Navalny did manage to gather a significant percentage of the vote for mayor of Moscow in the 2013 election. However, it is improbable that his attempts to run for President would have been successful even had they not been thwarted. While a timely conviction and disqualified him from a presidential run in 2018 as an independent candidate, he was not able to gather the necessary signatures to formally register in the first place. Even the 700,000 potential voters he reported as pledged would not have been enough to push him ahead if he was not disqualified.
Since then, Navalny’s political influence has seen a moderate rise on the regional level, where he has sought to ally himself with other opposition parties and groups in order to diminish the dominant influence of United Russia candidates, for example, in the elections for Governor of the St Petersburg region. Yet there is little to suggest that his influence nation-wide is particularly threatening for Putin’s United Russia party.
Off with his head?
The key question is whether Navalny is dangerous enough for it to be necessary to have him taken off the playing field, quite literally. While moderately influential, he is neither a major force on his own nor the leader that would stir the fragmented Russian opposition to and unite around him.
Previously, the Russian authorities have had little trouble blocking Navalny’s various bids for power. They have done so while maintaining a thin veneer of legality, effectively using the various loopholes of the Russian legal system to keep him in check without it being necessary to harm him to achieve this goal. By contrast, an assassination attempt would only reinforce any message that Navalny is carrying, while a fatal outcome could make him into the martyr Boris Nemtsov could never have been.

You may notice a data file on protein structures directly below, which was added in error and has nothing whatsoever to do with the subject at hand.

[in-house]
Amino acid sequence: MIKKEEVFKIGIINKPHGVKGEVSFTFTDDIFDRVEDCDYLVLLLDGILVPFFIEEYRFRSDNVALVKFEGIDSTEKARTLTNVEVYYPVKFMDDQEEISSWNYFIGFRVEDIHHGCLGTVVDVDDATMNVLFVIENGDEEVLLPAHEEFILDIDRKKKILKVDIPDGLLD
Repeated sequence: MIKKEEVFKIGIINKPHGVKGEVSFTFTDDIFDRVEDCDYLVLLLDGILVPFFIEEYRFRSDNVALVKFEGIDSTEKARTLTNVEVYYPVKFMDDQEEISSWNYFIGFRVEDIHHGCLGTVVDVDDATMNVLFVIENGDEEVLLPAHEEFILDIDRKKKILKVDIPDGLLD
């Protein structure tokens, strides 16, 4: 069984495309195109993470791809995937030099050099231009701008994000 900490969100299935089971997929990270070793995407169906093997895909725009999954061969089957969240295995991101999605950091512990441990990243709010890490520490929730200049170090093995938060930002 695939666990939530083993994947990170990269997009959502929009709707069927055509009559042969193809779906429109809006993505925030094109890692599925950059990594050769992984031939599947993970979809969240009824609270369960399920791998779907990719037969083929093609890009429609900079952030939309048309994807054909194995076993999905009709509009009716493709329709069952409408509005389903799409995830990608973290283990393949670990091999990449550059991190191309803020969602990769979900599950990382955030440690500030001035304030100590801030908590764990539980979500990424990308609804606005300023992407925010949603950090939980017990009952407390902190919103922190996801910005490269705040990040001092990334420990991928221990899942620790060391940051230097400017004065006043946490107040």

The usual suspect?
It is, of course, very easy to point the finger at Putin as the usual suspect. It fits into the easily-marketed image of the Russian autocrat, dangerous, unpredictable, and yet oh so transparently evil. Built on a decades-long tradition of mistrust, it is no surprise that criticism of Russia ‘sells’. Often opportunistically self-serving, it is an easy and palatable interpretation, revived as soon as Russia started gaining back its prominence following the collapse of the USSR and a decade of political, ideological and economic crisis.
Yet the truth, perhaps a sad reflection of the modesty of liberal opposition movements in Russia, is that Alexei Navalny, while a man of purpose and a man of recognition, is not dangerous enough for the Kremlin to seek to assassinate him. Doing so, in fact, would create unnecessary complications internationally while bringing no benefit domestically for a leadership which is going through a period of crisis and increased criticism domestically and internationally.
This discussion seeks to point to some of the discrepancies which separate the abstractly possible from the eminently probable.
It is worth, perhaps, remembering that Alexei Navalny has stepped on many toes over the years. The fact that any enemies he has thus made might be part of the political establishment does not immediately substantiate complicity by the Kremlin, particularly as an attack on Navalny would be both unnecessary and harmful to the President and to the Russian Government as a whole. As such, a variety of possible interpretations present themselves.
At this point, it is difficult to say which of these hold water. The proposition of the Kremlin’s supposed complicity sits very uncomfortably with the lack of a logical justification of such an excessive measure since existing, bloodless alternatives have proven very successful in managing Navalny’s political influence.